Once you’ve identified the most appropriate social platforms for your organization, gotten started, and begun evaluating emerging social platforms, it’s time to begin measuring and adapting your approach.
If you work in a team environment, consider creating a regular report that helps your team members understand what you’re doing and what you’ll be focusing on addressing in the next phase. The frequency and level of detail are up to you. Personally, I’ve found that a quarterly report out to my team members is most helpful. I prepare an 8-page web and social media report that includes an executive summary at the beginning. Within the report, I try to identify key events that have driven traffic at specific times during the quarter.
I found Olivier Blanchard’s book, Social Media ROI, very helpful when I was considering what to measure and include in the reports. Blanchard recommends keeping a list of everything you can measure, for example:
- Number of Twitter followers
- Volume of outbound tweets each day
- Volume of inbound tweets each day
- Number of outbound replies each day
- Number of RTs each day
- Number of click-throughs (inbound through Twitter)
- Number of Facebook fans
- Number of Facebook updates each day
- Number of likes each day
- Number of comments each day
- Number of comments per update
- Number of shares each day
- Number of shares per update
- Number of click-throughs (inbound via Facebook)
- Number of blog visitors each day
- Number of unique visits to each blog post
- Number of comments each day
- Number of comments per post
- Number of click-throughs (inbound to website from blog)
It’s important to note, however, that focusing on the number of Twitter followers, Facebook fans, or raw pageviews isn’t enough. The goal in this measuring and adapting process is to look at trends over time, (e.g., year over year).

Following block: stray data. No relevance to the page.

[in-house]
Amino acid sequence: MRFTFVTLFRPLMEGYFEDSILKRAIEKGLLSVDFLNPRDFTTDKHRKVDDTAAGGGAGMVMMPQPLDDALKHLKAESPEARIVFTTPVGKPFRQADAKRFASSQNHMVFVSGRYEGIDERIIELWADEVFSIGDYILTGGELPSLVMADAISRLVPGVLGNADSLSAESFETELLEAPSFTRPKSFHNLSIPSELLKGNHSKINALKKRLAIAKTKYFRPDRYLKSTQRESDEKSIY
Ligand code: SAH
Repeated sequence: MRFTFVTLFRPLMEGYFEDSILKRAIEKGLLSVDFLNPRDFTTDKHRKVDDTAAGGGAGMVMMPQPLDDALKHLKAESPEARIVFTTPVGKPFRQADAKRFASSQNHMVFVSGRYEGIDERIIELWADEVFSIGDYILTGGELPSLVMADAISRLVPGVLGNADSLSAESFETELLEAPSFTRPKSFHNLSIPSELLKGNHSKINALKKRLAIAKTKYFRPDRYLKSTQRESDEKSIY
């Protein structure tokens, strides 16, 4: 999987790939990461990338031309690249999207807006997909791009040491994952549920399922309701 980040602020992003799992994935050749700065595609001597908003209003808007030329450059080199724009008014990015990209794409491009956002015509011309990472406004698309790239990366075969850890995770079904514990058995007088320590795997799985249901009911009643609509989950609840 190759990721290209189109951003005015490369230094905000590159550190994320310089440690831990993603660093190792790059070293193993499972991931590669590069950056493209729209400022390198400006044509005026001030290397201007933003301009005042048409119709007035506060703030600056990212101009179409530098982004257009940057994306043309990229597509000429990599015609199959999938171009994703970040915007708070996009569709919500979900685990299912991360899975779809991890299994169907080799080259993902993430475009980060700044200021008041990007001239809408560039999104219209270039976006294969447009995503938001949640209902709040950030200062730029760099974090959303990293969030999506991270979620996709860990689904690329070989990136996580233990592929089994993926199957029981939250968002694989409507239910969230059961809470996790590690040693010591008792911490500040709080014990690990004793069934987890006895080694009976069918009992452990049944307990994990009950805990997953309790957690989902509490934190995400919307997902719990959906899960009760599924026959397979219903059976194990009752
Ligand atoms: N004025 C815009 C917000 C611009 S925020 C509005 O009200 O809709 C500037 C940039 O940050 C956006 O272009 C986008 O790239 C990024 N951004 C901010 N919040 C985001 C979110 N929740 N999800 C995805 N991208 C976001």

“Regardless of your focus … what you are looking for in these data sets is change. What you want to see are shifts in behavior indicating that something you are doing is having an effect … Every individual bit of data, in the way it either changes or doesn’t over time, tells you a little bit of the story you are trying to piece together … The question every change begins to answer is this: Is what we are doing having an effect?”— Olivier Blanchard, Social Media ROI
I try to pick three to five take-aways each time I report on web and social media analytics and metrics. These can be anything from noting a page that has a short average time-on-page and reviewing the content, to noting trends in the top blog posts for the quarter and considering how to schedule more posts like those, to reviewing the referring domains and investigating why visitors were coming from those sites. Your team will likely also raise questions that will drive you to investigate further.
I’ve been using Google Analytics and Adobe Omniture in addition to native social media analytics tools (e.g., YouTube, SlideShare, MailChimp), as well as homemade reports and graphics in Excel.
Have you been working through this same process for your organization? If so, I’d love to hear your promising practices and learn from you! Or, if you’re just getting started, I’d be happy to share a copy of the pdf report I’ve developed.
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